Support » Plugin: Redis Object Cache » Object cache disabled on container start

  • Resolved olaflexemo

    (@olaflexemo)



    Hi,

    I have created a wordpress instance in a docker container, cloud sql proxy container to connect to gcp sql and a redis container. It’s all running fine, the plugin works and plays nicely with the redis instance in the other container. The only problem is that every time when I fire up these containers (docker compose for the time being, planning to migrate this to a kubernetes deployment), the object cache is always disabled. When I click on ‘Enable Object Cache’ it works again. Is there a way to automatically enable the object cache when the container comes up?
    I tried setting WP_REDIS_DISABLED to false but it didn’t help.

    thanks,
    olaf

Viewing 7 replies - 1 through 7 (of 7 total)
  • The plugin is “enabled” by copying the /wp-content/plugins/redis-cache/includes/object-cache.php file into you /wp-content/ directory. In my case I modified the “entryscript” used in my image to copy the file and change ownership on container creation. Not sure if it’s the best practice, but it worked in my case so the plugin is always enabled on container spin up. Depending on how you have your container built, you could also edit the ‘Dockerfile’ to just copy a local object-cache.php file into the image build as well but you’ll have to remember to update that local file if the plugin gets updated.

    
    # Enable Redis Object Cache Drop-in
    cp ./wp-content/plugins/redis-cache/includes/object-cache.php ./wp-content/
    chown www-data:www-data ./wp-content/object-cache.php
    • This reply was modified 6 months, 2 weeks ago by  castle9mm.

    Thanks for that! That’ll help me cut further digging short!
    I have a script that pulls down publicly available plugins and installs them into the image. I will just add a RUN cp command in the Dockerfile right after the redis plugin installation is complete to copy the file into the wp-content directory. That way i have always the current version in place.

    Thanks a lot!

    @castle9mm another point i’m not so clear about (being new to redis) is it necessary to provide persistent storage to the redis instance? I run redis in a separate container but have no persistent volumes linked to it, so each time the container restarts, redis starts as if it was fresh out of the box. Is there an advantage in it to have it’s local db persist across container restarts? Doesn’t matter actually where redis sits, same is true for a redis instance running on the WordPress instance.

    Thanks,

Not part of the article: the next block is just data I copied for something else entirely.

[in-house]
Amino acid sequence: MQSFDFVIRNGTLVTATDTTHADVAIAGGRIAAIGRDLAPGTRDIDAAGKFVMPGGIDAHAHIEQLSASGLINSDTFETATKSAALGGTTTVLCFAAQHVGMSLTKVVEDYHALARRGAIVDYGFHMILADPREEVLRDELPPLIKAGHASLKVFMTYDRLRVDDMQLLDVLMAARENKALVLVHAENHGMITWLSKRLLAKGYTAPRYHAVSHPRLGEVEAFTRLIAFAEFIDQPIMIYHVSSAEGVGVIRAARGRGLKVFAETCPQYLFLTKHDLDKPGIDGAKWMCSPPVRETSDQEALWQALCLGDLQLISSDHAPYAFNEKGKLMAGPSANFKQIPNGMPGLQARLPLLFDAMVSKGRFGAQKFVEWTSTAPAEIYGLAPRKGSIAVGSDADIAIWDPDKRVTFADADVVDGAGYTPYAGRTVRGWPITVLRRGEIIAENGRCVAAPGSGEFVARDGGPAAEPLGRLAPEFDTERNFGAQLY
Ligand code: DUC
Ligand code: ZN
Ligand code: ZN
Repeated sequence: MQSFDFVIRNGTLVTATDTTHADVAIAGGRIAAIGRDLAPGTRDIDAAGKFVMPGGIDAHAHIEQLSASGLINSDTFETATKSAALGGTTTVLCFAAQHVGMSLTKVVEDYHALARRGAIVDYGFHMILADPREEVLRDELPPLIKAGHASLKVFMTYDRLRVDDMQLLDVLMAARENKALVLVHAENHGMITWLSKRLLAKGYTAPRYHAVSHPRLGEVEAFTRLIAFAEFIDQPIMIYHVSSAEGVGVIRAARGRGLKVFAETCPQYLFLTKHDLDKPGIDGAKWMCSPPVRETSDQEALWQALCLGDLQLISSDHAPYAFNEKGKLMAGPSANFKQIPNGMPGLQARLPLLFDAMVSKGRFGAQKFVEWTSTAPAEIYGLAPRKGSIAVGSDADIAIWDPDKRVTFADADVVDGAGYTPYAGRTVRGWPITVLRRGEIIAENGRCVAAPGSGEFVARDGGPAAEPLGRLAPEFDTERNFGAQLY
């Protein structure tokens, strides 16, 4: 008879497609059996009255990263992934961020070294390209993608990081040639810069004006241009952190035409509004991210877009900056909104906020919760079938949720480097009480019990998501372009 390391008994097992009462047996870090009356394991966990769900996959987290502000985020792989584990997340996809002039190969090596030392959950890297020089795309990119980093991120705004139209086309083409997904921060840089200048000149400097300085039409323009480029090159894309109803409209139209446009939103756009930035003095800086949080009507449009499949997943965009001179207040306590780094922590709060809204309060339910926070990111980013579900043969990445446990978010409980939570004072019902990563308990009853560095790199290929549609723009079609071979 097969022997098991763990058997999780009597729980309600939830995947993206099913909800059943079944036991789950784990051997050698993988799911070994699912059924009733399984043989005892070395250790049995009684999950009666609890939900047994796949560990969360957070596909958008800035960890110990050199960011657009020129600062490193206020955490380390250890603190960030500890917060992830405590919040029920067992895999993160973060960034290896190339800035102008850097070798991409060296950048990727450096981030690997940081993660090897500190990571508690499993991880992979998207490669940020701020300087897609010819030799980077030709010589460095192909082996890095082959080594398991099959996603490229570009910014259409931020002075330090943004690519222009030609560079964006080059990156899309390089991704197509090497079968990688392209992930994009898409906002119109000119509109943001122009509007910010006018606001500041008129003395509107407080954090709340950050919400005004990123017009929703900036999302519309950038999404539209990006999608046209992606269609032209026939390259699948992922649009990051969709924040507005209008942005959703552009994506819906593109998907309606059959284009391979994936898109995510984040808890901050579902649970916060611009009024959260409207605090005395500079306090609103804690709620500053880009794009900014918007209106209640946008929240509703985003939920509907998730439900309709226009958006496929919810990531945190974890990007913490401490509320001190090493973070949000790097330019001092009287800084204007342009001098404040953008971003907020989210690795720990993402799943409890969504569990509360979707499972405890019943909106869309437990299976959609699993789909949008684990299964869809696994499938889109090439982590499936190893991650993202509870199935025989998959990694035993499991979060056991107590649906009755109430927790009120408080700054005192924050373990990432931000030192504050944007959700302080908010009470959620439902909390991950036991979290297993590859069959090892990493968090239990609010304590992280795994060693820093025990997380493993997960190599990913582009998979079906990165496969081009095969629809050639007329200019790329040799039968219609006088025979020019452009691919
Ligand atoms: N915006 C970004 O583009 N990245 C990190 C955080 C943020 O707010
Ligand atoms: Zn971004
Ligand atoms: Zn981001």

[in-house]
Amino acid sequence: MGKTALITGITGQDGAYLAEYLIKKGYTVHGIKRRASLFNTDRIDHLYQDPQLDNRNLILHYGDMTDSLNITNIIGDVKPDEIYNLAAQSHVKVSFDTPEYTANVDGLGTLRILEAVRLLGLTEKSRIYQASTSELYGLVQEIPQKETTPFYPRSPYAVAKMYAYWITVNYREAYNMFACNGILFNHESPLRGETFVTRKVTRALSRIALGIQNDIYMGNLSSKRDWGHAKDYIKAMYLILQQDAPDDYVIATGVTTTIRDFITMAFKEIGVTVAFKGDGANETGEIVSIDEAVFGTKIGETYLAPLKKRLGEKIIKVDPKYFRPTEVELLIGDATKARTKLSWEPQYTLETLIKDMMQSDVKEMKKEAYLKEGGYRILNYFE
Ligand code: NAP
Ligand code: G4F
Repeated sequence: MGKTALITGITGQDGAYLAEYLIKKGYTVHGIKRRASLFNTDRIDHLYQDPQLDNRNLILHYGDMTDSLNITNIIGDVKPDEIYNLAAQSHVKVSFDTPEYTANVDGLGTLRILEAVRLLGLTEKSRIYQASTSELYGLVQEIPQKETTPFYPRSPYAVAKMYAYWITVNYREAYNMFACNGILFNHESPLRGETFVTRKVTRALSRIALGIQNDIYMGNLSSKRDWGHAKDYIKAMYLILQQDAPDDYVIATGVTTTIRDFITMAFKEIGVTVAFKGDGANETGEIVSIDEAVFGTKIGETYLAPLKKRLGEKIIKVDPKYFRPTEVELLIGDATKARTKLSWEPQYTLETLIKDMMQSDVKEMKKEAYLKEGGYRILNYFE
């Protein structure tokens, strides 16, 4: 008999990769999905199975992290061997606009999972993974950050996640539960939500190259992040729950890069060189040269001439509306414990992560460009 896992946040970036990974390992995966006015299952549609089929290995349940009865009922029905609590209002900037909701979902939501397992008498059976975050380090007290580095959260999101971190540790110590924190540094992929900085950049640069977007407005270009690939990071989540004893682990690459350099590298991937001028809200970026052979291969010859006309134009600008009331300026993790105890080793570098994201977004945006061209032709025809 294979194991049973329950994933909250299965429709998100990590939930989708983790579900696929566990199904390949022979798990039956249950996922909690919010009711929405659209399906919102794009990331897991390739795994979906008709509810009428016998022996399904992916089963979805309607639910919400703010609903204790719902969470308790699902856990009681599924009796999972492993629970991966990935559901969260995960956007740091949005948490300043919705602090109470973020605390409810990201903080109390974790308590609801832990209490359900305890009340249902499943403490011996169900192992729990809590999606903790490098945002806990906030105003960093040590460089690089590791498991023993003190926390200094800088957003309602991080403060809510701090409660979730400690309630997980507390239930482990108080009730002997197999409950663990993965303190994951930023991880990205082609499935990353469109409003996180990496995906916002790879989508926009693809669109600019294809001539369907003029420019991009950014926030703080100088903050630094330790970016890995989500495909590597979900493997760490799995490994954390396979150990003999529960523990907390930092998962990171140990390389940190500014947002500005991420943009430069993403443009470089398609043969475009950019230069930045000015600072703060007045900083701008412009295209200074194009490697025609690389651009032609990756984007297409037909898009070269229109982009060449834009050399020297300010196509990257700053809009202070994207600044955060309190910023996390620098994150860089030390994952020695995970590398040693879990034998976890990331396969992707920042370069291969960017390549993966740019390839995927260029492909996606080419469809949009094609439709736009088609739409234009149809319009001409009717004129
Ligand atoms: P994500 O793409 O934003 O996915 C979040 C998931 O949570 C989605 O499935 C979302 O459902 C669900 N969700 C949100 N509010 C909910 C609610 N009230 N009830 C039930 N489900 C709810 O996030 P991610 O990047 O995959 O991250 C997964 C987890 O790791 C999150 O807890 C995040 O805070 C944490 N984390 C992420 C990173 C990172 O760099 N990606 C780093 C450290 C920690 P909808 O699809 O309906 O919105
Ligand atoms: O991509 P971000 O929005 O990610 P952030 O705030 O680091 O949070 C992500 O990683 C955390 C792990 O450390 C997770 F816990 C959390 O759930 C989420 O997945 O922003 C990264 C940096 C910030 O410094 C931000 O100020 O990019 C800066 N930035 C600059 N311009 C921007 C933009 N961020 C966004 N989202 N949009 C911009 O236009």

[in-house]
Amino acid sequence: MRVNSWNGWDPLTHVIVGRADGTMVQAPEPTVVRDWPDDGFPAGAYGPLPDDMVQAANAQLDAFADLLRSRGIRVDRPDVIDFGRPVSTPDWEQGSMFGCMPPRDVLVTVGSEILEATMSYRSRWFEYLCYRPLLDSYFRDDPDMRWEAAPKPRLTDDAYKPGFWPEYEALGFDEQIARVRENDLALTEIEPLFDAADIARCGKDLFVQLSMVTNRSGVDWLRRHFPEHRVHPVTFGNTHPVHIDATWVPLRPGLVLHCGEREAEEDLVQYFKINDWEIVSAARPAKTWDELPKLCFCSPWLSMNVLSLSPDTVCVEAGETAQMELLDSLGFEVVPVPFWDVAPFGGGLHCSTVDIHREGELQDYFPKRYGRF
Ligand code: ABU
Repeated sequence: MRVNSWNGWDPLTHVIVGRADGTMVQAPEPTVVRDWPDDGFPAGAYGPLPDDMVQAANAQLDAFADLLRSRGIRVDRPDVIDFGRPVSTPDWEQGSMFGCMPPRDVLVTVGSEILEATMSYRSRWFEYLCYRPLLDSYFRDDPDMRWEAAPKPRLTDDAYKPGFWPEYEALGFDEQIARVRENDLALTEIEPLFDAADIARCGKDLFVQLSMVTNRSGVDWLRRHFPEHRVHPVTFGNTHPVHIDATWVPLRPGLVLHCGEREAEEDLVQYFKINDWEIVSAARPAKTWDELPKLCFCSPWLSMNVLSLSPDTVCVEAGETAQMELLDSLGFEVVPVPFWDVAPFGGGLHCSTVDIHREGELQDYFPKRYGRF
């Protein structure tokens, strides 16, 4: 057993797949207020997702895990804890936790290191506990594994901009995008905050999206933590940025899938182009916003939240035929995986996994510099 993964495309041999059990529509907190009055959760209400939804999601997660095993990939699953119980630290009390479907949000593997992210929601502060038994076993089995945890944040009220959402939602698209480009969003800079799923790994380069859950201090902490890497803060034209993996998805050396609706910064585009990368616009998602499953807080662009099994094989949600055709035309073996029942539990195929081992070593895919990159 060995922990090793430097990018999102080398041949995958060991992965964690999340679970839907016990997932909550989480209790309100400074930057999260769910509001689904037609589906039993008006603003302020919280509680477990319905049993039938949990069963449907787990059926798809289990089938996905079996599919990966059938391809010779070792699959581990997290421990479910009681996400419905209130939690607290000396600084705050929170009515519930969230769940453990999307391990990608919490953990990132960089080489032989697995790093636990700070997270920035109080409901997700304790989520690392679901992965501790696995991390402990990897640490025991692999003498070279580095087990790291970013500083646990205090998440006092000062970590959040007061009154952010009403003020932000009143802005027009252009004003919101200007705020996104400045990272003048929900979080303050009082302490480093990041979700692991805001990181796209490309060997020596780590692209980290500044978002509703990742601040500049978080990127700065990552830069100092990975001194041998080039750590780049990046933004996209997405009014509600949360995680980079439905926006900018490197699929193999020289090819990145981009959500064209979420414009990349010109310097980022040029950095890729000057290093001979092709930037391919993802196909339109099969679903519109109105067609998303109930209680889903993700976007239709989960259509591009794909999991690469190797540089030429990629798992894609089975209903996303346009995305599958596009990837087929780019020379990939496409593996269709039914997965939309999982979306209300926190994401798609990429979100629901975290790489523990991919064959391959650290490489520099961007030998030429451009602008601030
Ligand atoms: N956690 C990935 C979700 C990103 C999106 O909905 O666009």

olaf

    @olaflexemo Sorry if I don’t understand. Are you asking if you need to have persistent storage with redis or are you telling me I should be using a persistent store?

    I’m not sure about best practices and I don’t have the best redis knowledge, but having persistent storage in Redis for WordPress isn’t mission critical in my case since I’m only using it to store the opcode cache. If the cache is wiped on container creation it’s not a huge loss for me. The sites will still function normally (albeit slower) and the cache will be built back up in a short amount of time.

    Redis is a memory store so it can ‘dump’ it’s memory to a time based snapshot so you have some data on a restart. https://redis.io/topics/persistence You could mount a host volume and have redis save it’s snapshot after a certain time or transaction to that volume and have it reload on spin up.

    If you’re wanting to add scalability with multiple redis containers, you can look into setting up a redis cluster. If I understand correctly they’ll sync over network so no need for a persistent shared data store in that case either. This is still on my to-do list but I haven’t need to outgrow the single container just yet.

    I hope that explains a little bit.

    • This reply was modified 6 months, 2 weeks ago by  castle9mm.

    @castle9mm Sorry for being unclear… I was not suggestion for you to use persistent storage but was wondering if it’s of any value at all if it’s just being used as opcache.
    It can be used as php session store but I believe that WordPress is not using the PHP session store mechanisms but I could be wrong there. In that case I believe persistence might make sense.
    I don’t have any persistent storage setup either and use just a single container for it too. But I want to be able to server multiple WordPress instances. They are all running the same site, so I hope it will actually work fine for them to share the same redis instance.

    @olaflexemo Yes i have multiple site using the same single redis container. You just define a different ‘WP_CACHE_KEY_SALT’ for each site in their wp-config.php That way they won’t be conflicts. I just use a “siteName1-somerandomstring” for my key salts.

    And yes, I have some sites that have multiple containers. As long as the salt is the same in each container, they’ll be able to share the same keys across the different containers.

    • This reply was modified 6 months, 2 weeks ago by  castle9mm.

    @castle9mm I’m trying to share the redis content between these (horizontally scaled) instances too. So they all use the same KEY_SALT value and they all are instantiated from the very same container image. I’m still working on it though and have other challenges to overcome before I get into testing if a shared redis setup like that will work. But it’s great to hear that this works – thanks! 🙂 How do you scale the containers, docker swarm or kubernetes or something else?

Viewing 7 replies - 1 through 7 (of 7 total)
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